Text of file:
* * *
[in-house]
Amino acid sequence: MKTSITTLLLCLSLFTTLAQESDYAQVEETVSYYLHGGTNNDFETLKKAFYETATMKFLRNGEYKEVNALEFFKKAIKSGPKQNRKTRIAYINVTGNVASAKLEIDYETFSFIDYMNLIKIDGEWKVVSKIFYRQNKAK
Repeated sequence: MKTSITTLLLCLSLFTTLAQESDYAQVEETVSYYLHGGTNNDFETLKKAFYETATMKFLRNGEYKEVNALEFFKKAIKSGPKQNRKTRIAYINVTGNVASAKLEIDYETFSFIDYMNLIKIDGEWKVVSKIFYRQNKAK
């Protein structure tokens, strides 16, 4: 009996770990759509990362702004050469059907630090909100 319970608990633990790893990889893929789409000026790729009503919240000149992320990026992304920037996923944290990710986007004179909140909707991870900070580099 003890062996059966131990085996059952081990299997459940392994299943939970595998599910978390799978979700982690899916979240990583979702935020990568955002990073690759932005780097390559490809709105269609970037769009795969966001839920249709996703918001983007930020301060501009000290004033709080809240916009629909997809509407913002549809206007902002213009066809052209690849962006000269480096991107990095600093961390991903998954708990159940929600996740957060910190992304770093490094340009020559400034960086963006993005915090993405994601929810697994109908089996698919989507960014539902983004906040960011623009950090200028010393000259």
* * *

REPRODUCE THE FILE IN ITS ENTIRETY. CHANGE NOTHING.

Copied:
[in-house]
Amino acid sequence: MKTSITTLLLCLSLFTTLAQESDYAQVEETVSYYLHGGTNNDFETLKKAFYETATMKFLRNGEYKEVNALEFFKKAIKSGPKQNRKTRIAYINVTGNVASAKLEIDYETFSFIDYMNLIKIDGEWKVVSKIFYRQNKAK
Repeated sequence: MKTSITTLLLCLSLFTTLAQESDYAQVEETVSYYLHGGTNNDFETLKKAFYETATMKFLRNGEYKEVNALEFFKKAIKSGPKQNRKTRIAYINVTGNVASAKLEIDYETFSFIDYMNLIKIDGEWKVVSKIFYRQNKAK
């Protein structure tokens, strides 16, 4: 009996770990759509990362702004050469059907630090909100 319970608990633990790893990889893929789409000026790729009503919240000149992320990026992304920037996923944290990710986007004179909140909707991870900070580099 003890062996059966131990085996059952081990299997459940392994299943939970595998599910978390799978979700982690899916979240990583979702935020990568955002990073690759932005780097390559490809709105269609970037769009795969966001839920249709996703918001983007930020301060501009000290004033709080809240916009629909997809509407913002549809206007902002213009066809052209690849962006000269480096991107990095600093961390991903998954708990159940929600996740957060910190992304770093490094340009020559400034960086963006993005915090993405994601929810697994109908089996698919989507960014539902983004906040960011623009950090200028010393000259």